I love how candidates crisscross the state and make a point to engage with voters. I love that voters can sit down with candidates and ask them the questions that we the voters — not the media — want to present.
2011 was a big year for Republicans. We saw leaders emerge and saw candidates drop out. We saw job creation and education being seriously debated, and I felt that the concerns of the American people were heard — for the most part.
What I didn’t hear much of this year was support for marriage equality from the Republican front-runners. I support marriage for gay and lesbian couples and have been vocal about my support, even when it hasn’t always been the popular thing to do in my party.
I heard a lot of rhetoric about gay and lesbian Americans that didn’t fit with what I know to be true and what many Republicans believe. As an evangelical Christian Republican, I know many people who hold conservative values like equality and freedom, but those voices were lost this year. However, I believe in my heart that things are changing. If it weren’t for the loud voices of a few in our party, I do believe more Republicans would stand up in support of marriage equality.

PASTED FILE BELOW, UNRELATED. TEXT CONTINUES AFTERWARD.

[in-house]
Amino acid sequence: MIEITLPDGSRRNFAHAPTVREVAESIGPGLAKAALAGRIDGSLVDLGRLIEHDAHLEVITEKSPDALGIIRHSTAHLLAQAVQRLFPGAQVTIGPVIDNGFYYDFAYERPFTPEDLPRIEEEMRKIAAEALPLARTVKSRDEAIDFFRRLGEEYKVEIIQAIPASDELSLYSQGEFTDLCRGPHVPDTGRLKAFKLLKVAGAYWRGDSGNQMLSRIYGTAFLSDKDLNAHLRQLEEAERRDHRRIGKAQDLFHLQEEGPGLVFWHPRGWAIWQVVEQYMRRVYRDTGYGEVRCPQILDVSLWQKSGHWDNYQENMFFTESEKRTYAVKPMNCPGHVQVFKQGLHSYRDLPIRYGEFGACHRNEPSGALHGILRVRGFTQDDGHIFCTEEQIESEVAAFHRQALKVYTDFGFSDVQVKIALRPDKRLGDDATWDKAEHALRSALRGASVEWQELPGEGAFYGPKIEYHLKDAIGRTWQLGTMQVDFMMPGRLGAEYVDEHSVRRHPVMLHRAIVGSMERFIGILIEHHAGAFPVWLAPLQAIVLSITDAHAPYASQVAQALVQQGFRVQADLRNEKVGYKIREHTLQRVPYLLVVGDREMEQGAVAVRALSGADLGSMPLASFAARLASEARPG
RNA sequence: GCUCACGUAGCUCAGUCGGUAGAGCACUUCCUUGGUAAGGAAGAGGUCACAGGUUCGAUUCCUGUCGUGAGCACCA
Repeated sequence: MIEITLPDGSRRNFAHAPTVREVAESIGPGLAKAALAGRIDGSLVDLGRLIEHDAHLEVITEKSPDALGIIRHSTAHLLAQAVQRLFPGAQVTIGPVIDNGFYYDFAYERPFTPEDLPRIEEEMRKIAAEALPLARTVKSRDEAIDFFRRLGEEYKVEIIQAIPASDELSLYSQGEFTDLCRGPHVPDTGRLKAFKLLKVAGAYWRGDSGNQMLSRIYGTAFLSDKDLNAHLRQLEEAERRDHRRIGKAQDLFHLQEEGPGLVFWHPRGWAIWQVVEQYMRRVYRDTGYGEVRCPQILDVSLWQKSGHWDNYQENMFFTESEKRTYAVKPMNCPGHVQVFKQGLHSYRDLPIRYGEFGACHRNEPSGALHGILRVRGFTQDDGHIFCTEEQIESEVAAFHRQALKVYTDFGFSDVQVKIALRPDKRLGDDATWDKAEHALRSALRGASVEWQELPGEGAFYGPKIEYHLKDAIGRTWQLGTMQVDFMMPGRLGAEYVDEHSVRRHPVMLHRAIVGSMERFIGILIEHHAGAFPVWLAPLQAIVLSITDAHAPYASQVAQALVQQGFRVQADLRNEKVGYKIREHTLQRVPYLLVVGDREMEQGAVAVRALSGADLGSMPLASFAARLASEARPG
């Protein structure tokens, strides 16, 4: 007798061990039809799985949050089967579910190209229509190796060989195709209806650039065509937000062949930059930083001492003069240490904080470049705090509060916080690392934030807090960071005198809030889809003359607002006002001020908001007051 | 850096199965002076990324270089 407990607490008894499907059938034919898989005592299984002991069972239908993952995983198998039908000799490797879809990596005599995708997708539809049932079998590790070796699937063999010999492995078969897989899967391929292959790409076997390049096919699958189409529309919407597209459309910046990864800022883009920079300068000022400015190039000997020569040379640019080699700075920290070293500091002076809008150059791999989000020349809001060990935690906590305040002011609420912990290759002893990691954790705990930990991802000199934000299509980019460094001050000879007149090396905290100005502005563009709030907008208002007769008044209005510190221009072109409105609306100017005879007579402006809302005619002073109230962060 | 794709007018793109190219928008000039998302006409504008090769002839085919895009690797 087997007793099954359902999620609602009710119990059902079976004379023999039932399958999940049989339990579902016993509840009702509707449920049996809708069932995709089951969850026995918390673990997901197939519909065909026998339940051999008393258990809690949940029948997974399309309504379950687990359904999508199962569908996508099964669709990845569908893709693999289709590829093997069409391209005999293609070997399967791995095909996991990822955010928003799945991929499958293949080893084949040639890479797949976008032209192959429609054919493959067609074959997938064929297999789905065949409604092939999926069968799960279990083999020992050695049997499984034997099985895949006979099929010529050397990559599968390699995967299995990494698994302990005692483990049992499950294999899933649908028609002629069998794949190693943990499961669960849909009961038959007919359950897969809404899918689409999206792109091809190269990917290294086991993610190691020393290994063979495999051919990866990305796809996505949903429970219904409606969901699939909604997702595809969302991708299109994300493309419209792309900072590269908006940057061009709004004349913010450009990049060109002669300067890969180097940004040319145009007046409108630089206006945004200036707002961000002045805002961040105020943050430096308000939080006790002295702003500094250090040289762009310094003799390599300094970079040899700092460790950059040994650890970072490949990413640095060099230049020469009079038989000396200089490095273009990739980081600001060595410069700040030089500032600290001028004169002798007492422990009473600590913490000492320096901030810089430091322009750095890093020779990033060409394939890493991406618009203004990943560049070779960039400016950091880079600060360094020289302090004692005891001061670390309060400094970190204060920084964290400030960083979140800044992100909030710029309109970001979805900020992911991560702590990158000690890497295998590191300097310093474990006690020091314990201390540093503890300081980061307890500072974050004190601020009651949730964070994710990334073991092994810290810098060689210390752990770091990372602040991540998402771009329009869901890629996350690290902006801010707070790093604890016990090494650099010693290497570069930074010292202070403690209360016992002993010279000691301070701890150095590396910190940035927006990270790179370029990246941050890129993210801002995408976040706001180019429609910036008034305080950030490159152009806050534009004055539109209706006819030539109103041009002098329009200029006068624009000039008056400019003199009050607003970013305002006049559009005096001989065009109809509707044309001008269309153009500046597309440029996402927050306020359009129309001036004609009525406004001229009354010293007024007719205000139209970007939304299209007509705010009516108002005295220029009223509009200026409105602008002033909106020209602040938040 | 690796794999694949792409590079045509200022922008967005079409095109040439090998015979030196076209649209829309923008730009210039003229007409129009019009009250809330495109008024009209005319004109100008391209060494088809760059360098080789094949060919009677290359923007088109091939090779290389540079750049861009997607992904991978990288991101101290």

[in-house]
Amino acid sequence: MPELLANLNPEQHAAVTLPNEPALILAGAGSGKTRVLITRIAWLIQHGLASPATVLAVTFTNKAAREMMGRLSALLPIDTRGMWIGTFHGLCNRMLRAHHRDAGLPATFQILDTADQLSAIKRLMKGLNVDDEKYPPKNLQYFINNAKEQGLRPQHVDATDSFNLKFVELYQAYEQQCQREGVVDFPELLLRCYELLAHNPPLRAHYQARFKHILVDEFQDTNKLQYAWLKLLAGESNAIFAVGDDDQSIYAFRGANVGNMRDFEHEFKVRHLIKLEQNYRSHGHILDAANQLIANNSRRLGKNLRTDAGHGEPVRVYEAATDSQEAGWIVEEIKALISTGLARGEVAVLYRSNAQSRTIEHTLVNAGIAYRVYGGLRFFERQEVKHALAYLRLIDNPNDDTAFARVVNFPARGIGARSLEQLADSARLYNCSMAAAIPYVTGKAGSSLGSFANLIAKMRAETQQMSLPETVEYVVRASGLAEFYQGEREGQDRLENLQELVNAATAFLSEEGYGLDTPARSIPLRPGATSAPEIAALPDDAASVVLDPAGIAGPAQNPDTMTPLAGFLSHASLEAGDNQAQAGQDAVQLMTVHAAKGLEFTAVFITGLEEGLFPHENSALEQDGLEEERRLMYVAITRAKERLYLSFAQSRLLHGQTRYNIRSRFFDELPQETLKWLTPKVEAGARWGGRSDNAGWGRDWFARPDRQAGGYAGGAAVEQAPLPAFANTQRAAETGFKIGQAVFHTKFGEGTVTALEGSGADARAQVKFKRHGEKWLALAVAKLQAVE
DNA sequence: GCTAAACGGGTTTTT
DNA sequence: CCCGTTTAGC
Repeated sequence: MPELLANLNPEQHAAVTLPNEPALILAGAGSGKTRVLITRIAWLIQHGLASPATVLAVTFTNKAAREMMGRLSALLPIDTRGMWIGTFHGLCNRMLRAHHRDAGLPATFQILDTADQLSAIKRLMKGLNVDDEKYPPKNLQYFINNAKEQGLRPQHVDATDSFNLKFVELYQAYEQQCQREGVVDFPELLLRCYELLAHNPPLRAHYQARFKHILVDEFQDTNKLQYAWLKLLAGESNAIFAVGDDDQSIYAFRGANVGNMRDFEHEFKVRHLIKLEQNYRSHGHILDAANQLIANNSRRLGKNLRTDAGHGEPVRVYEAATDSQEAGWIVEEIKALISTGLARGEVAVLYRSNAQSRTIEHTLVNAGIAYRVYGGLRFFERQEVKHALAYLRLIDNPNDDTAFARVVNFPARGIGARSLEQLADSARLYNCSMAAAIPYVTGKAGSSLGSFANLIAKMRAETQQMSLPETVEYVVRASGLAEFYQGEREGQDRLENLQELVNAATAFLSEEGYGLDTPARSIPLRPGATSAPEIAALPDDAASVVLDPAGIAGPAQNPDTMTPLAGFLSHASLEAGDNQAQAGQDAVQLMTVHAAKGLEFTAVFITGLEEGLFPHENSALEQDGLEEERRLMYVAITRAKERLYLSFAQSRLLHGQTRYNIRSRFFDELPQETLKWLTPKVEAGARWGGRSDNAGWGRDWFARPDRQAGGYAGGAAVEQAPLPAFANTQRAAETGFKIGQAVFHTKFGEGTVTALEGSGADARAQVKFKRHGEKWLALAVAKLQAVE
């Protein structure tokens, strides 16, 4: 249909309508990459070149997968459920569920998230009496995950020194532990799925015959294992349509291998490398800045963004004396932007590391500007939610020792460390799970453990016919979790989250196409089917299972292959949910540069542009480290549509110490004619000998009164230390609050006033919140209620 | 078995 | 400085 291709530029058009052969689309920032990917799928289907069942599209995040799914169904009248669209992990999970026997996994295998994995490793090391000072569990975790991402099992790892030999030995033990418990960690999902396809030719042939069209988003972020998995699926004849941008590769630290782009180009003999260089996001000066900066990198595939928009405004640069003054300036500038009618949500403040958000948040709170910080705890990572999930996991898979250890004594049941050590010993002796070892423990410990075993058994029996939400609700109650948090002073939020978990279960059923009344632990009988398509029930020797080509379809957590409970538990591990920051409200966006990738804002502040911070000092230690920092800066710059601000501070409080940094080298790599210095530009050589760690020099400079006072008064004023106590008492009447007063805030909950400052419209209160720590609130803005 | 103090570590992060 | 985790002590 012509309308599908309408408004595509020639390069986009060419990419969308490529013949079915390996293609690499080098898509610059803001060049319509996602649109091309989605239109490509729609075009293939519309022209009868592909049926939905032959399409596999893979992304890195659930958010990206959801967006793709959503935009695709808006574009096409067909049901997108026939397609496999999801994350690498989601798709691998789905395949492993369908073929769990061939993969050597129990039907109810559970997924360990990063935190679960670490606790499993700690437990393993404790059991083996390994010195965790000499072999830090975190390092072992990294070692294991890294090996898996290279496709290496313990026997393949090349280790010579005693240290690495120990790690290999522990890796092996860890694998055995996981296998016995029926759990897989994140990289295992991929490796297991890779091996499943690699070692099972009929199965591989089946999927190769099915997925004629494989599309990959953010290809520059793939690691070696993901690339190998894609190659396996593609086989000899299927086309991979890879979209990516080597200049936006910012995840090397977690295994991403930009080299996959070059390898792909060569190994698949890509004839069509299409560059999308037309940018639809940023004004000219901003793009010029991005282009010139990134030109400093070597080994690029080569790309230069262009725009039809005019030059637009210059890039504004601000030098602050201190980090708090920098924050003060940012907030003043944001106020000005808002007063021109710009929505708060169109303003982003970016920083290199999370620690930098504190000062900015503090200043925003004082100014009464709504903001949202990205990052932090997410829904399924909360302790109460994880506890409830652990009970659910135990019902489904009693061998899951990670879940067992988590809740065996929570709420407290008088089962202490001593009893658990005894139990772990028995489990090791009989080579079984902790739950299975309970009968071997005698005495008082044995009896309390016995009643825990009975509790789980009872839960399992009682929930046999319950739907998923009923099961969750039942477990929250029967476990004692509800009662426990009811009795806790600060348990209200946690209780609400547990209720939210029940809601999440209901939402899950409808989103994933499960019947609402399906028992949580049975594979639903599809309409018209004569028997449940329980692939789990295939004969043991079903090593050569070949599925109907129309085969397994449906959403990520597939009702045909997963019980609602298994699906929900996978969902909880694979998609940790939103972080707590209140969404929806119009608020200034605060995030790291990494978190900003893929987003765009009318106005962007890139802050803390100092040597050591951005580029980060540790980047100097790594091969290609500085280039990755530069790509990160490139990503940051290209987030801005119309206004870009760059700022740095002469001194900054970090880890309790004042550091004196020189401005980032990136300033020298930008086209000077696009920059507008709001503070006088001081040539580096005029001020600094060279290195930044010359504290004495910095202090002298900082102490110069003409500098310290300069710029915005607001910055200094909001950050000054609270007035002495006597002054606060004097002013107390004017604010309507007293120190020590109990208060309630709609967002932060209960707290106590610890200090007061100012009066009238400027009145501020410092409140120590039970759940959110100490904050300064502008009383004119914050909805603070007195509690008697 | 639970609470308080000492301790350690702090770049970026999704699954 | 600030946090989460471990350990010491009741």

I didn’t always feel that way and my journey toward full support has been a long and intensive one. One of the things that changed my mind on this issue was my children. I used to watch my kids and wonder why equality is a non-issue with them. They love and support their friends, regardless of their sexual orientation, race, gender or religion.
Then I realized that I was tired of watching adults judge each other while my children could embrace the differences in their friends. After all, that is what being a Christian is all about.
What I learned from the 2012 Republican Caucus was this: If we don’t stand together this year, we will lose. What is our party if not the party of freedom? This is a matter of freedom, and I want people to be free. It’s the American thing to do.”
—Former Linn County Republican Party chair and Rick Perry for President committee chair Kathy Potts, on why she supports marriage equality, in an op-ed in the Iowa Gazette. Photo via the Gazette.